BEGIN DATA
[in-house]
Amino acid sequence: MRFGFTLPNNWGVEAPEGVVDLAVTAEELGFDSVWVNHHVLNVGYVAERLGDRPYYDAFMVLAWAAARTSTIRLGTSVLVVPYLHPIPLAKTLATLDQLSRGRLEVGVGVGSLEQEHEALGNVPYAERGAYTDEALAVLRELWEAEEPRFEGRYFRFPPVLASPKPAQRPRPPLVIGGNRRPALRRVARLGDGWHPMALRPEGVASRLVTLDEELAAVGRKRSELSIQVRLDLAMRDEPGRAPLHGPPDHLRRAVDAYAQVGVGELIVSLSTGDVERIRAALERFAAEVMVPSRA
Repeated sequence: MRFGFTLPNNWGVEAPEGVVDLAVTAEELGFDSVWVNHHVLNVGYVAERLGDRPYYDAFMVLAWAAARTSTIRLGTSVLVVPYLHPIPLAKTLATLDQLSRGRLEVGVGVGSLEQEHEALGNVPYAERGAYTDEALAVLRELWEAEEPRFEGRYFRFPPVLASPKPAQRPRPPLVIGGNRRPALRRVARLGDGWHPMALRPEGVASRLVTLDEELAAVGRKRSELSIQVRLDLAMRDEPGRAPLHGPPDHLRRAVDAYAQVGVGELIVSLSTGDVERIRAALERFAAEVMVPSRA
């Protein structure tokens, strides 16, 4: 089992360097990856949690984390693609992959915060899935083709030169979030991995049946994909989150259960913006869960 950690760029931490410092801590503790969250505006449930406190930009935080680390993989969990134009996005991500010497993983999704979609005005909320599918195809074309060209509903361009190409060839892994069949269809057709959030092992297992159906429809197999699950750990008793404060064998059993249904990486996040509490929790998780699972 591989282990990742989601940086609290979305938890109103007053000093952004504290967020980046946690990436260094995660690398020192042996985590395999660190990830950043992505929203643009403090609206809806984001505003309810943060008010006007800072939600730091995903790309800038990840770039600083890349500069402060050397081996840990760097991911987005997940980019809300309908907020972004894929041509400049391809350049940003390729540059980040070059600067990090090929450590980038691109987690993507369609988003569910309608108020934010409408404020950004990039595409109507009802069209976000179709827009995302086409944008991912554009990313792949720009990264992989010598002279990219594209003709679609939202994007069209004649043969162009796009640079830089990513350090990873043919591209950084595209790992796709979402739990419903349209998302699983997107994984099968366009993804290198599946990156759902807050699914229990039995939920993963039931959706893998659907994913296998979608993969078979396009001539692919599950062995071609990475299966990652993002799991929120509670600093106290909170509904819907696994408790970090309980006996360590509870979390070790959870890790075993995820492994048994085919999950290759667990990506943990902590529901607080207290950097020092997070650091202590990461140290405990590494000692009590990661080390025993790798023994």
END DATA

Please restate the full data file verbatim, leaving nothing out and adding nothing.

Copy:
[in-house]
Amino acid sequence: MRFGFTLPNNWGVEAPEGVVDLAVTAEELGFDSVWVNHHVLNVGYVAERLGDRPYYDAFMVLAWAAARTSTIRLGTSVLVVPYLHPIPLAKTLATLDQLSRGRLEVGVGVGSLEQEHEALGNVPYAERGAYTDEALAVLRELWEAEEPRFEGRYFRFPPVLASPKPAQRPRPPLVIGGNRRPALRRVARLGDGWHPMALRPEGVASRLVTLDEELAAVGRKRSELSIQVRLDLAMRDEPGRAPLHGPPDHLRRAVDAYAQVGVGELIVSLSTGDVERIRAALERFAAEVMVPSRA
Repeated sequence: MRFGFTLPNNWGVEAPEGVVDLAVTAEELGFDSVWVNHHVLNVGYVAERLGDRPYYDAFMVLAWAAARTSTIRLGTSVLVVPYLHPIPLAKTLATLDQLSRGRLEVGVGVGSLEQEHEALGNVPYAERGAYTDEALAVLRELWEAEEPRFEGRYFRFPPVLASPKPAQRPRPPLVIGGNRRPALRRVARLGDGWHPMALRPEGVASRLVTLDEELAAVGRKRSELSIQVRLDLAMRDEPGRAPLHGPPDHLRRAVDAYAQVGVGELIVSLSTGDVERIRAALERFAAEVMVPSRA
């Protein structure tokens, strides 16, 4: 089992360097990856949690984390693609992959915060899935083709030169979030991995049946994909989150259960913006869960 950690760029931490410092801590503790969250505006449930406190930009935080680390993989969990134009996005991500010497993983999704979609005005909320599918195809074309060209509903361009190409060839892994069949269809057709959030092992297992159906429809197999699950750990008793404060064998059993249904990486996040509490929790998780699972 591989282990990742989601940086609290979305938890109103007053000093952004504290967020980046946690990436260094995660690398020192042996985590395999660190990830950043992505929203643009403090609206809806984001505003309810943060008010006007800072939600730091995903790309800038990840770039600083890349500069402060050397081996840990760097991911987005997940980019809300309908907020972004894929041509400049391809350049940003390729540059980040070059600067990090090929450590980038691109987690993507369609988003569910309608108020934010409408404020950004990039595409109507009802069209976000179709827009995302086409944008991912554009990313792949720009990264992989010598002279990219594209003709679609939202994007069209004649043969162009796009640079830089990513350090990873043919591209950084595209790992796709979402739990419903349209998302699983997107994984099968366009993804290198599946990156759902807050699914229990039995939920993963039931959706893998659907994913296998979608993969078979396009001539692919599950062995071609990475299966990652993002799991929120509670600093106290909170509904819907696994408790970090309980006996360590509870979390070790959870890790075993995820492994048994085919999950290759667990990506943990902590529901607080207290950097020092997070650091202590990461140290405990590494000692009590990661080390025993790798023994």